44
     
28
 
Income taxes receivable
   
1
     
11
 
Total assets of discontinued operations
   
     
1,671
 
Total current assets
   
2,524
     
2,738
 
Noncurrent Assets
               
Property, plant and equipment, net
   
1,069
     
1,092
 
Mineral leaseholds, net
   
859
     
877
 
Intangible assets, net
   
203
     
223
 
Inventories, net
   
14
     
14
 
Other long-term assets
   
22
     
20
 
Total assets
 
$
4,691
   
$
4,964
 
                 
LIABILITIES AND EQUITY
               
Current Liabilities
               
Accounts payable
 
$
155
   
$
136
 
Accrued liabilities
   
131
     
150
 
Short-term debt
   
     
150
 
Long-term debt due within one year
   
11
     
16
 
Income taxes payable
   
2
     
1
 
Total liabilities of discontinued operations
   
     
111
 
Total current liabilities
   
299
     
564
 
                 
Noncurrent Liabilities
               
Long-term debt, net
   
3,129
     
2,888
 
Pension and postretirement healthcare benefits
   
100
     
114
 
Asset retirement obligations
   
78
     
73
 
Long-term deferred tax liabilities
   
161
     
151
 
Other long-term liabilities
   
18
     
21
 
Total liabilities
   
3,785
     
3,811
 
                 
Commitments and Contingencies
               
Shareholders’ Equity
               
Tronox Limited Class A ordinary shares, par value $0.01 — 68,767,566 shares issued and 68,591,094 shares outstanding at September 30, 2017 and 65,998,306 shares issued and 65,165,672 shares outstanding at December 31, 2016
   
1
     
1
 
Tronox Limited Class B ordinary shares, par value $0.01 — 51,154,280 shares issued and outstanding at September 30, 2017 and December 31, 2016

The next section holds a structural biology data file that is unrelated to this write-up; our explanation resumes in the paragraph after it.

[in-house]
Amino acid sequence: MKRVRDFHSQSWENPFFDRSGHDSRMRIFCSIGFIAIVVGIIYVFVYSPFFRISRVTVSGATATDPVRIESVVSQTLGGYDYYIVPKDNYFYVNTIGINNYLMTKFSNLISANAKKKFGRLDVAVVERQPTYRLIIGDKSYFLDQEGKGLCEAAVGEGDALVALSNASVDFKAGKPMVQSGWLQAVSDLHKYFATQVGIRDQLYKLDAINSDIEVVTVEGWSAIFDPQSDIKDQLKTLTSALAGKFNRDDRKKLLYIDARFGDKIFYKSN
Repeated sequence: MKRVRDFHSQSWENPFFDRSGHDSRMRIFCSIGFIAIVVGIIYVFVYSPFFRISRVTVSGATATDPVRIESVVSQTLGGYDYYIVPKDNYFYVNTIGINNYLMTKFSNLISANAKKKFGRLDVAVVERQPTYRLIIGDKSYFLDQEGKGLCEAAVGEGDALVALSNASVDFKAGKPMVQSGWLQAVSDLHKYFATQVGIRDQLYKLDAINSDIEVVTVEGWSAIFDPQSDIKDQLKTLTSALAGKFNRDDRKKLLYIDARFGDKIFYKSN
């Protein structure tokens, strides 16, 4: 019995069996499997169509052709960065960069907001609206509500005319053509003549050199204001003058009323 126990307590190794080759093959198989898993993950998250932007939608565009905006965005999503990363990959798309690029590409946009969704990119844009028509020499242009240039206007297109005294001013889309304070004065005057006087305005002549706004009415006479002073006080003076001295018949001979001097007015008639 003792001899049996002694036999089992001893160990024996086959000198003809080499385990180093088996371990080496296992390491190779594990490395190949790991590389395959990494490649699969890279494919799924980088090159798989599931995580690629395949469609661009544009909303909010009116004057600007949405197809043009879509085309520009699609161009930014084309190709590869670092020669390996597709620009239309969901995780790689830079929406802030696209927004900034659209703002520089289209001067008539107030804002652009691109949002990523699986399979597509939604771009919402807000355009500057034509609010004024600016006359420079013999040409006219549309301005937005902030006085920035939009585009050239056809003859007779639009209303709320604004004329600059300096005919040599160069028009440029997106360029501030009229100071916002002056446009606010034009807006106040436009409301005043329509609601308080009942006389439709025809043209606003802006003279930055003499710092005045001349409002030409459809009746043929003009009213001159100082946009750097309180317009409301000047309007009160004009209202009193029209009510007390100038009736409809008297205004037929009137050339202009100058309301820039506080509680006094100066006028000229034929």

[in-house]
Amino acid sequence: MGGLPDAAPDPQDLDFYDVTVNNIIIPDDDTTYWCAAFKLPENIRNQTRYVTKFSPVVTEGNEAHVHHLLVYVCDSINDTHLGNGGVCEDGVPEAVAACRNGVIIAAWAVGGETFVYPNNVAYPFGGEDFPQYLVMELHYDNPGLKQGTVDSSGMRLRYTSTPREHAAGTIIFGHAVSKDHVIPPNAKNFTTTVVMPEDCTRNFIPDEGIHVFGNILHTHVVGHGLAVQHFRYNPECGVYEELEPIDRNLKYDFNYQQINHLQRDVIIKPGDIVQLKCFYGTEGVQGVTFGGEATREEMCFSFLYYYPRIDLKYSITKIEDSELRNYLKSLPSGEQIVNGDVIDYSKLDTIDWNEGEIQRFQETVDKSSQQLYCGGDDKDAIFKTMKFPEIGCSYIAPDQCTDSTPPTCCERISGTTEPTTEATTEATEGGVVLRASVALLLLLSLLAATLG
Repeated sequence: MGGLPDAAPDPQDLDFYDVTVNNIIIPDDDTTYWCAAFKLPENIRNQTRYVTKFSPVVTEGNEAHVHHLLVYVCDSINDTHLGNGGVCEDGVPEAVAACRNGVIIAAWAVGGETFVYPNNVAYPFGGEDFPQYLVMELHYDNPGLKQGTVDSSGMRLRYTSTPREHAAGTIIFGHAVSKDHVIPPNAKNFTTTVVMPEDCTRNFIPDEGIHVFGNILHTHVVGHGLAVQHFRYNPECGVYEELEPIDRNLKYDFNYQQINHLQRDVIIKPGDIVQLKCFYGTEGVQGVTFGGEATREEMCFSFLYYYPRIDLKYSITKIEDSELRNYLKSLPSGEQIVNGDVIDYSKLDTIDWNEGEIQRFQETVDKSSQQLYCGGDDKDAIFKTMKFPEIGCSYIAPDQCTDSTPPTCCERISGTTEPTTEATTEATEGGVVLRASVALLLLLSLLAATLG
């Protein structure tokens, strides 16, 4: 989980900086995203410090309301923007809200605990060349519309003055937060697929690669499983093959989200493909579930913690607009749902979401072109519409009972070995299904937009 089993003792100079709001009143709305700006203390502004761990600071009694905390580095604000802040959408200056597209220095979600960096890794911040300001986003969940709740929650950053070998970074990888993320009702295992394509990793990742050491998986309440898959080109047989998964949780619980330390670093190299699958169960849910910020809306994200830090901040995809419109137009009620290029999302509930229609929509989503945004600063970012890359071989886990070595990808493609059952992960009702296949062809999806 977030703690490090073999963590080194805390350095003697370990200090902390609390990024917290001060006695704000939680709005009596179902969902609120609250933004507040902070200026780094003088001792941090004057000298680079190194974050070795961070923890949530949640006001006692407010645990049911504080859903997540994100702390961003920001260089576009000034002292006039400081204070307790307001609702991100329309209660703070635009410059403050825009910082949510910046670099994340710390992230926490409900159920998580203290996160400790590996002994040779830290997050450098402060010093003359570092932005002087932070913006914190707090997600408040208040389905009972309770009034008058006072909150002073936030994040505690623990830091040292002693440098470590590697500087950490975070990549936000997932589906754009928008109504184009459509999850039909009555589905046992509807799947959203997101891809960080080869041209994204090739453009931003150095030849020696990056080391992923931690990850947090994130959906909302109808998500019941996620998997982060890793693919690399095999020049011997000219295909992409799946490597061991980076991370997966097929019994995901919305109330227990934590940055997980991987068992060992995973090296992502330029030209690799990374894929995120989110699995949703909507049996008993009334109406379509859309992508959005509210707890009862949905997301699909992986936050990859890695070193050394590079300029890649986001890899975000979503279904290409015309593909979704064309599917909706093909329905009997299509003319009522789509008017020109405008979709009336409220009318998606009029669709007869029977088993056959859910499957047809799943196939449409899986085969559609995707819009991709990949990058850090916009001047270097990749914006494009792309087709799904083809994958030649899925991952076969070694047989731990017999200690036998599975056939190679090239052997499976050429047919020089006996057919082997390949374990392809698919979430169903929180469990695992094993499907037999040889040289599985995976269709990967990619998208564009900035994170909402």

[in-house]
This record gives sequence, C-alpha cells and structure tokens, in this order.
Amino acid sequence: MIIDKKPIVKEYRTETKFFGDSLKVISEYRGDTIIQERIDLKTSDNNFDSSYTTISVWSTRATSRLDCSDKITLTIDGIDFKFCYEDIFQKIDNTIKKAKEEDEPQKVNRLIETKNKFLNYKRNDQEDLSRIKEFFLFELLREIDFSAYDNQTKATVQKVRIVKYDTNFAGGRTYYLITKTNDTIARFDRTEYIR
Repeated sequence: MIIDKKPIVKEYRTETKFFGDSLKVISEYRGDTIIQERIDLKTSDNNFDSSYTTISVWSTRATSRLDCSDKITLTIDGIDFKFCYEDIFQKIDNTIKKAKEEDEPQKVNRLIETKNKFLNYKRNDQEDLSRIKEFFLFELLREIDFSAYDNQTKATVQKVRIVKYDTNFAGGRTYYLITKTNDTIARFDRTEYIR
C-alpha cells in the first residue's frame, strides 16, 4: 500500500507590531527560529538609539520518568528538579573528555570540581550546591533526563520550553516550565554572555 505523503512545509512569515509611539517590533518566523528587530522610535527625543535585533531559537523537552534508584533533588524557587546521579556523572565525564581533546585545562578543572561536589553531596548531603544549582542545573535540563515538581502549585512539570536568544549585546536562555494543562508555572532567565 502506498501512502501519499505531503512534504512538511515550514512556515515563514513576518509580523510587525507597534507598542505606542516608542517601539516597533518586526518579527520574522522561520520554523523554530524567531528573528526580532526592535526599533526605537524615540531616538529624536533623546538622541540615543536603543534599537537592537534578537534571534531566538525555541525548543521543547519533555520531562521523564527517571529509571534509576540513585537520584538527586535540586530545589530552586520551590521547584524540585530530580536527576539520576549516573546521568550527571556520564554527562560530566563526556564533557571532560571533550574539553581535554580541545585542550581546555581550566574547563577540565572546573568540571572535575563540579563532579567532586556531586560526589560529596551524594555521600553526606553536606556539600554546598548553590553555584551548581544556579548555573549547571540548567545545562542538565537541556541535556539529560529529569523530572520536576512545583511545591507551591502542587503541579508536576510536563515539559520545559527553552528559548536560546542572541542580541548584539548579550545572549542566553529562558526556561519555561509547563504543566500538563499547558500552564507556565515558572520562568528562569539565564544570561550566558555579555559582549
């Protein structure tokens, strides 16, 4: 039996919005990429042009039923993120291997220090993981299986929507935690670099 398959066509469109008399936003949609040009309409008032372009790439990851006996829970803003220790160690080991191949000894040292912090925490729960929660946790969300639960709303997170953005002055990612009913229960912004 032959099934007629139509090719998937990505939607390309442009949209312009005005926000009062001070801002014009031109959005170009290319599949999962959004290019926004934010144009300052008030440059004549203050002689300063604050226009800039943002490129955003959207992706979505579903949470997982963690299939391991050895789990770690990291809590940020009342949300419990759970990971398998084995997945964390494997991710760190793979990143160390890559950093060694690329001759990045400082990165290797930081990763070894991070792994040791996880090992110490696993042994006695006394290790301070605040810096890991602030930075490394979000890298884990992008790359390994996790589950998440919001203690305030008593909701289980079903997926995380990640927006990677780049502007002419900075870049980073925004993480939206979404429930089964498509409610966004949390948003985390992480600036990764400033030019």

Capital in excess of par value
   
1,542
     
1,524
 
Accumulated deficit
   
(321
)
   
(19
)
Accumulated other comprehensive loss
   
(474
)
   
(497
)
Total Tronox Limited shareholders’ equity
   
748
     
1,009
 
Noncontrolling interest
   
158
     
144
 
                 
Total equity
   
906
     
1,153
 
Total liabilities and equity
 
$
4,691
   
$
4,964
 

See accompanying notes to unaudited condensed consolidated financial statements.
 
TRONOX LIMITED
CONDENSED CONSOLIDATED STATEMENTS OF CASH FLOWS
(Unaudited)
(Millions of U.S. dollars)

   
Nine Months Ended
September 30,
 
   
2017
   
2016
 
Cash Flows from Operating Activities:
           
Net loss
 
$
(274
)
 
$
(183
)
Income (loss) from discontinued operations, net of tax
   
(179
)
   
55
 
Net income (loss) from continuing operations
 
$
(95
)
 
$
(238
)
Adjustments to reconcile net loss from continuing operations to net cash provided by operating activities, continuing operations:
               
Depreciation, depletion and amortization
   
136
     
131
 
Deferred income taxes
   
8
     
(5
)
Share-based compensation expense
   
26
     
18
 
Amortization of deferred debt issuance costs and discount on debt
   
9
     
8
 
Pension and postretirement healthcare benefit expense
   
2
     
 
(Gain) loss on extinguishment of debt
   
28
     
(4
)
Other, net
   
22
     
35
 
Contributions to employee pension and postretirement plans
   
(18
)
   
(15
)
Changes in assets and liabilities:
               
(Increase) decrease in accounts receivable, net
   
(29
)
   
(3
)
(Increase) decrease in inventories, net
   
48
     
94
 
(Increase) decrease in prepaid and other assets
   
(16
)
   
(3
)
Increase (decrease) in accounts payable and accrued liabilities
   
(27
)
   
(33
)
Increase (decrease) in taxes payable
   
     
28
 
Cash provided by operating activities, continuing operations
   
94
     
13
 
                 
Cash Flows from Investing Activities:
               
Capital expenditures
   
(63
)
   
(59
)
Debt proceeds restricted for Cristal acquisition
   
(650
)
   
 
Proceeds from the sale of business
   
1,325
     
 
Proceeds from the sale of assets
   
     
1